Every week the headlines reflect what is happening in our communities: terrorism, natural disasters, and fears of pandemics. Reenforcement work, by its very nature, calls for an incredible amount or restraint, Continual restraint. Draining restraint. It is stressful. The demands on officers today show that even greater restraint has been increasing over the years and, not coincidentally, so have the effects of stress on police work. With the recent attention that police suicide has received in the media there have been a number of reviews on this subject matter. My study has found that between 1934 and 1950 police suicide rates were half of the general population. Between 1980 to the present suicide rates in some departments have almost doubled!
Interestingly, on the list of stressors, physical danger is ranked low by police officers. It’s what is happening on the street. It’s what is happening in the public sector: the community activists, the media anti-police watch groups, which cry for new laws and restrictions on police officers that further tie their hands. Every study suggest this higher level of stress that officers face can take its toll in four areas:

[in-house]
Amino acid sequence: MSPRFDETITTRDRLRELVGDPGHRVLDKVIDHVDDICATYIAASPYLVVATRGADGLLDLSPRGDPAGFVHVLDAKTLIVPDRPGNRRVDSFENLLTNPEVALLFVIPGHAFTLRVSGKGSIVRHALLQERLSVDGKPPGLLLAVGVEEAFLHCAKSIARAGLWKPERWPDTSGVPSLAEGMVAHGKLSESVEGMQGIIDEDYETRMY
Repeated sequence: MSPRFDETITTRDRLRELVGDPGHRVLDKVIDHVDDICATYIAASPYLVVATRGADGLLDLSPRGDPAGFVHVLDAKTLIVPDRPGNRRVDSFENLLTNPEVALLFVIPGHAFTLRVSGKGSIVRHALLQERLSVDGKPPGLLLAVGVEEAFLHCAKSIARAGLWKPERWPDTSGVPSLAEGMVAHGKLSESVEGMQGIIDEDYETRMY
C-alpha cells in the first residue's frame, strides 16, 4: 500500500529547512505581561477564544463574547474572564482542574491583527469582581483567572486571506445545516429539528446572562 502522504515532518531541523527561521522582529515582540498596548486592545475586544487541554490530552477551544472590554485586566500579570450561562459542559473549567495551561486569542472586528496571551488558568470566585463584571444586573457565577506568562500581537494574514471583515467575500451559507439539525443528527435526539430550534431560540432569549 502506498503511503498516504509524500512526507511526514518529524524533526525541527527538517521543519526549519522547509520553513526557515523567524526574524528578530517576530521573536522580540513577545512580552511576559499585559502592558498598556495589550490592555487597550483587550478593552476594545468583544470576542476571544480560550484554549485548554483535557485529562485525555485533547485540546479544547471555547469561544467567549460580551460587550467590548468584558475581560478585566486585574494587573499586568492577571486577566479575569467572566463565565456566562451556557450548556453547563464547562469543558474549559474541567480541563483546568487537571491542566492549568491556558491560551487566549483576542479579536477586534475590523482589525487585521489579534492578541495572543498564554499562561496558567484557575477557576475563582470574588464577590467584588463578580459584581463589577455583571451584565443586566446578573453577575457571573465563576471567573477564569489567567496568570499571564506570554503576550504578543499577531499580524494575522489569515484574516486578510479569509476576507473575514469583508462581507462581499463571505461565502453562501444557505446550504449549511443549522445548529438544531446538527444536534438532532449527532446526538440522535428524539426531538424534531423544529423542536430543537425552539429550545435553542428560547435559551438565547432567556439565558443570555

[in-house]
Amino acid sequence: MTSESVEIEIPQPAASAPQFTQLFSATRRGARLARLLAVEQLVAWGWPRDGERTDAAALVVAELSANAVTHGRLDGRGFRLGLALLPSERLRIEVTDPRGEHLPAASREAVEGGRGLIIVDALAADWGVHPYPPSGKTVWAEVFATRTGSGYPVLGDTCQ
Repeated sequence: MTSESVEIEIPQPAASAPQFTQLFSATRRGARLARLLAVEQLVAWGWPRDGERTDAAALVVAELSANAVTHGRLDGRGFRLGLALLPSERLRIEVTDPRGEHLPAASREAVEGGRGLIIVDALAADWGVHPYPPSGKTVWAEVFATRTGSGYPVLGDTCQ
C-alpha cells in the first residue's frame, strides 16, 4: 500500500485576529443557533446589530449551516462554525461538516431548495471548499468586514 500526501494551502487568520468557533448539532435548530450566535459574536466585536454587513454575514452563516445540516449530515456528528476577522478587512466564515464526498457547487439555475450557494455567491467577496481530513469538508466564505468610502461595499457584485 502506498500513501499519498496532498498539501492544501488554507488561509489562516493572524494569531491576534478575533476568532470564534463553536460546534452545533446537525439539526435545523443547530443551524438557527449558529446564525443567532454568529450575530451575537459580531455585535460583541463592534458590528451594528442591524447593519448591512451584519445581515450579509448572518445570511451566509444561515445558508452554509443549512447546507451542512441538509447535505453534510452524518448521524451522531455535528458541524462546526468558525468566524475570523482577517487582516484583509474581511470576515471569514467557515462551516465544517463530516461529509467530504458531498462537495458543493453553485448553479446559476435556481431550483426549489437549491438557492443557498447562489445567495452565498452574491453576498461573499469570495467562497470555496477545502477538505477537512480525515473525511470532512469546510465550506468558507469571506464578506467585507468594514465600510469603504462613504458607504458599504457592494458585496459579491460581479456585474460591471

Divorce – national rate is 50%; all research shows police estimates ranging from 60 – 75%. Alcohol – (non-alcoholism): actually it is the use of alcohol right before the act to “get up the nerve”. Depression – regarding the inner sense of hopelessness. Failures to seek help – most officers who commit suicide have no history of seeking any counsel.